I do not pride myself of being a connoisseur of Persian foods. My mother cooked the stews we loved when we were growing up, but we didn’t branch out and try the other wonderful Persian dishes. Typically, we’d try new things when we went to visit my mom’s side of the family in California or when my grandparents would visit us from Iran. Just like many other families, food and cooking is central in our lives.
My grandmother (pictured below) was an amazing cook. When I think of her, I remember her in the kitchen cooking and the smells emanating from her kitchen and down the hall outside as we approached her apartment.
My Aunt Louise is also an exceptional cook. She wrote up (in farsi) a collection of her recipes for her kids. My mother translated these recipes years ago into English for the younger generation (like me) to enjoy. I still use my Aunt’s cookbook as a reference to traditional Persian cooking.
My Uncle Parviz is also an amazing cook. He doesn’t believe in cookbooks. He’ll follow a recipe loosely if it’s new to him, but he immediately makes it his own. When I attended the college, I lived in the same town as my uncle and I frequently went to his house for weekend getaways and good food.
This is how I spent my free-time my freshman year!
My aunt was sweet and said, “Laura, we love having you here, but you can’t spend every weekend here!”
How could I turn down this good food?
Now that I have my own family to cook for, and a non-traditional Persian for a husband, I find myself going back to my mom, aunt and uncle to learn to cook some of our family’s favorite meals. I also have added my mother-in-law to my consulting group, although her family is from a different part of Iran.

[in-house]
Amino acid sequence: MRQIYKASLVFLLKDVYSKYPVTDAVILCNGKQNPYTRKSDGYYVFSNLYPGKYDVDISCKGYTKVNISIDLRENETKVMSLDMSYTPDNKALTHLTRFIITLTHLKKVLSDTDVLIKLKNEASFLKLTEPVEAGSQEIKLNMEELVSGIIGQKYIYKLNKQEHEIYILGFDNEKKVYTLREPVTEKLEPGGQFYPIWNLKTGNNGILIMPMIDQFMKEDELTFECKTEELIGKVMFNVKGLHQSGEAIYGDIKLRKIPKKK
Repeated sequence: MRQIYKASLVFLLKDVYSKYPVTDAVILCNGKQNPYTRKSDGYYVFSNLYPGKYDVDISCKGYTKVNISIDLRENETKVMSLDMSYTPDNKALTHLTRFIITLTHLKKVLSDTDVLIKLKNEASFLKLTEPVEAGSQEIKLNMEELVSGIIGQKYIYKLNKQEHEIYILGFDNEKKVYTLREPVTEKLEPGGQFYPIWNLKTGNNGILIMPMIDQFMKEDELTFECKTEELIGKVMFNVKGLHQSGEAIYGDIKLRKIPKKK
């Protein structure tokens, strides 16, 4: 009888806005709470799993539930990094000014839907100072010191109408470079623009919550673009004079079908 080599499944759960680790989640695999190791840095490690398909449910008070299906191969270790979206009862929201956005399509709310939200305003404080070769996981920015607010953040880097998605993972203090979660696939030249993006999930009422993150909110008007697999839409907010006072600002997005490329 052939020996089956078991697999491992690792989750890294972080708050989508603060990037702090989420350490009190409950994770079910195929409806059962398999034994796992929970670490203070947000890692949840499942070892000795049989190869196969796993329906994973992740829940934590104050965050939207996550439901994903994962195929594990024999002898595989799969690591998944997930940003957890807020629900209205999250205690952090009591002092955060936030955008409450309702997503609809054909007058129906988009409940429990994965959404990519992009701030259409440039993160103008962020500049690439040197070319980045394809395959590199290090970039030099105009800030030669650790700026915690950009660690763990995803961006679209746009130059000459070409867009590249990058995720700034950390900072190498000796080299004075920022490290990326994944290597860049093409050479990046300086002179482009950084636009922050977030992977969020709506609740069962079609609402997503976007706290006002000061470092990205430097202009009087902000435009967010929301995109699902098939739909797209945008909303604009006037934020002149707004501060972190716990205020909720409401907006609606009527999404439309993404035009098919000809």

But, I still tend to cook like my Uncle Parviz. I look at a recipe and make it my own.
This is what I did with this Kookoo. Persian Kookoo is similar to a quiche, but more dense and not as eggy. Pictured below is Kookoo-yeh Sabzi (Persian Herb Quiche). It is made with six different herbs and is extremely aromatic and delicious.
With traditional potato kookoo, you boil the potatoes first, peel them and then mash them. Then you mix it with egg and bake it. I didn’t want the extra step of boiling the potatoes, and since I still had fingerling potatoes left over from the Idaho Potato Commission, so I came up with this version.
I cut the fingerlings into thin slices and mixed it with eggs, chives, milk and saffron. Then I baked it until it browned. The result was a fabulous. I shared this for lunch with my friend on a pool play date and paired it with a green salad.
You can find the recipe for my Persian Fingerling Potato Quiche with Chives (Kookoo-yeh Sib-Zamini) here.
And here are my other Persian recipes I have posted on Family Spice:
Ajeel (Perisan Trail Mix)
Avocado Shirazi Salad
Baklava Cake (Almond Cake)
Basmati Rice with Potato Crust
Beef & Pomegranate Dolmeh
Chicken Breast Kabob (Joojeh Kabob)
Filet Mignon Kabob (Kabob-eh Barg)
Grilled Tomato Kabob
Ground Beef Kabob (Kabob-eh Koobideh)
Kookoo-yeh Sabzi (Persian Herb Quiche)
Persian Celery Stew (Khoreshteh Karafs)
Persian Chicken Stew with Pomegranate and Walnuts (Fesenjoon)
Persian Eggplant Dip (Kashkeh Bademjoon)
Persian Eggplant Stew (Khoreshteh Qiemeh Bademjoon)
Persian Saffron Cookies
Persian Okra Stew (Khoreshteh Bamieh)
Rice & Lentil Dolmeh with Pomegranate
Saffron Rice Pudding (Sholeh-Zard)
Yogurt with Cucumbers (Mast-o Khiar)
Yogurt and Eggplant Dip (Borani-e Bademjoon)
Yogurt and Spinach Dip (Borani-e Esfenaj)
Want to learn more about Norouz and the Persian New Year? I have put together an ebook that has all the history, traditions and recipes of Norouz, in a beautifully photographed ebook. And it’s only $1.99! Learn more here!